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Craig Clevenger

CultAdmin's picture Posted by CultAdmin

Craig Clevenger

Part II: "The Return"
Dennis Widmyer
Craig Clevenger

Return? For many of you Craig Clevenger hasn't gone anywhere. He's been right here on the web, posting topics, answering questions and even revealing some new work. For others waiting for this new book has been like standing in line on opening day for a long-awaited summer release. Craig's debut novel The Contortionist Handbook was, in Chuck Palahniuk's words, one of the best books he had read in maybe ten years. Now, really let that sink in for a second. In my opinion, Chuck isn't far off.

As webmaster for an author-driven site I've been sent countless books in the mail over the years. It was rare though when a person would selflessly send a book they hadn't written and instead, offer you a book they just thought you'd enjoy. In 2002 this happened. A fan named Wendy Dale sent me The Contortionist Handbook, and for months it just sat ontop of a pile of other books on my shelf. Until one night, the title, the cover, and even the author's last name, just drew me in and I started reading it.

As many of our long-time members will recall, this set off a chain of events that led to me phoning Craig to pitch him on an interview for The Cult. For the first time I felt so inspired to hunt down an unknown writer and make him KNOWN that I was overwhelmed by the feeling. Craig was a kindred soul and we were soon friends, yapping on the phone about movies and books, and then even meeting each other face to face finally for beer and good conversation. But it was the book itself that propelled me to send a copy one day to Chuck... just to offer him a great story to devour, the way Wendy had to me.

"I swear to God this is the best book I have read in easily five years. Easily. Maybe ten years." - Chuck Palahniuk

But when Chuck read The Contortionist Handbook the buzz just spread even further. Soon, you were hard-pressed to find a book reading where Chuck was not declaring Craig's name and urging people to read his book. Chuck even offered his enthusiastic review of the book as a quote for the front cover of the trade paperback.

Fast forward three years and Craig has returned. He's greeted by a lot of pressure. Most of it, brought on by himself. But I'm hear to tell you all not to worry. Dermaphoria is better than 'The Contortionist Handbook'... at least, in my humble opinion. Craig has done it. He's written a book that is a notch up. And I think he's solidified our trust in him as one of the best writers of the new millennium.

Dennis Widmyer: It's been three years since the hardcover release of your word-of-mouth debut 'The Contortionist Handbook'. Now, we're greeted with your long-awaited follow-up, 'Dermaphoria'. So what's the book about, and what took you so long!?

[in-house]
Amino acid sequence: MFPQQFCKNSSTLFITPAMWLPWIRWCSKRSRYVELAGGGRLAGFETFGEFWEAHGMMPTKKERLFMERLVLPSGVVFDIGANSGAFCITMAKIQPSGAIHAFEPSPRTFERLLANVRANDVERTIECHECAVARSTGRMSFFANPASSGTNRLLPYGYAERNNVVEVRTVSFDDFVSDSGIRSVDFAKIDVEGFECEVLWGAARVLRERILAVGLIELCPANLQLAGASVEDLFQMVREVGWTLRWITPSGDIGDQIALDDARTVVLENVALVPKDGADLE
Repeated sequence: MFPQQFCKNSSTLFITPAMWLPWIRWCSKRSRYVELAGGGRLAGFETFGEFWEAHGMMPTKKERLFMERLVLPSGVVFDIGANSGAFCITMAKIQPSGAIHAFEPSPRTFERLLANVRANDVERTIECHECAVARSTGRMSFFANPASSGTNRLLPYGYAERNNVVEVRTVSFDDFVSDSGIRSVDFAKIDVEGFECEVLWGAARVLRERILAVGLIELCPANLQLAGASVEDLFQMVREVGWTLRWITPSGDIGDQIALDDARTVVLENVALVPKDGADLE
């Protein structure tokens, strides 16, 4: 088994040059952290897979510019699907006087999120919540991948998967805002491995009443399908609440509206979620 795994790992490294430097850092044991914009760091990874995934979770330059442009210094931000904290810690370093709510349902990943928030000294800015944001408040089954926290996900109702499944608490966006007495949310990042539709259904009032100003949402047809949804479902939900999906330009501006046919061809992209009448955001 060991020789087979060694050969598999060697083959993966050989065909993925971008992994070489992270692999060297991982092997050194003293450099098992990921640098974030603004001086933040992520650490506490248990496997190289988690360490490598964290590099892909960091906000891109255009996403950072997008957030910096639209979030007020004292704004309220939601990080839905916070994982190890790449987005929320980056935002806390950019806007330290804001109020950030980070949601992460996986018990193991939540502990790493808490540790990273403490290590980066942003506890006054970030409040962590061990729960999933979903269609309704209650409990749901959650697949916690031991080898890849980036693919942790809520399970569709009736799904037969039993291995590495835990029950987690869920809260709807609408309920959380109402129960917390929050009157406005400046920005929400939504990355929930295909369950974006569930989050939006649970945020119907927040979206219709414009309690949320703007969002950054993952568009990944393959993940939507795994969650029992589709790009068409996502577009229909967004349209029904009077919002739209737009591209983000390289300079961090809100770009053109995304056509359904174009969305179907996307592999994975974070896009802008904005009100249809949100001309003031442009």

Craig Clevenger: It's the diary of an amnesiac LSD chemist who's hooked on a drug which synthesizes the feeling of human touch. I started writing it shortly after I'd finished the Handbook, but by then I was working again, so was back to writing in my spare time versus full time. As for the second half of your question, that answer's a little tougher. For starters, I had a character in mind for the Handbook, which made developing a story much easier. John Vincent had been evolving in my head for some time, so the story came naturally. With Dermaphoria, I had the premise for the story first, but had no main character. For me, that's a much tougher way to begin something.

The greater roadblock to getting it finished came from constantly fighting to get myself back into the headspace within which I wrote the Handbook, which is to say a complete vacuum, free of expectations from critics or readers. As the Handbook gained more momentum, I was having a tougher and tougher time trying to live up to it with a second novel, one which didn't read like The Handbook II. Which takes me to the third obstacle- creating an entirely different voice and narrative style for this novel, and spending long periods of time in the mind of a new, more deranged, narrator.

Dennis: Do you enjoy writing books in this sort of dense, audience-expectant, paranoid headspace? Or do you want to try something different with your writing method for the next one?

Clevenger: For me, writing is the chance to pull the gloves off, to work from a vantage point that's different- to the extreme- from my own. I've never thought about whether or not I 'enjoy' writing from those viewpoints, they're just a natural part of the stories I tell. With Dermaphoria, I did have more fun with the narrator's paranoia than I did with the Handbook, with Ashworth's picking out the Morse code from cricket chirps or dissecting cockroaches looking for radio transmitters. Next to Eric Ashworth, John Vincent is almost sane and rational by comparison.

As for my third novel, I've just started working on it. As usual, my narrator's a little off, but to what degree, I have yet to determine.

Dennis: Like the Handbook with identity forging, with 'Dermaphoria' a ton of work seems to have went into the study of drugs, chemistry, and black market dealings. How did you go about doing all this research?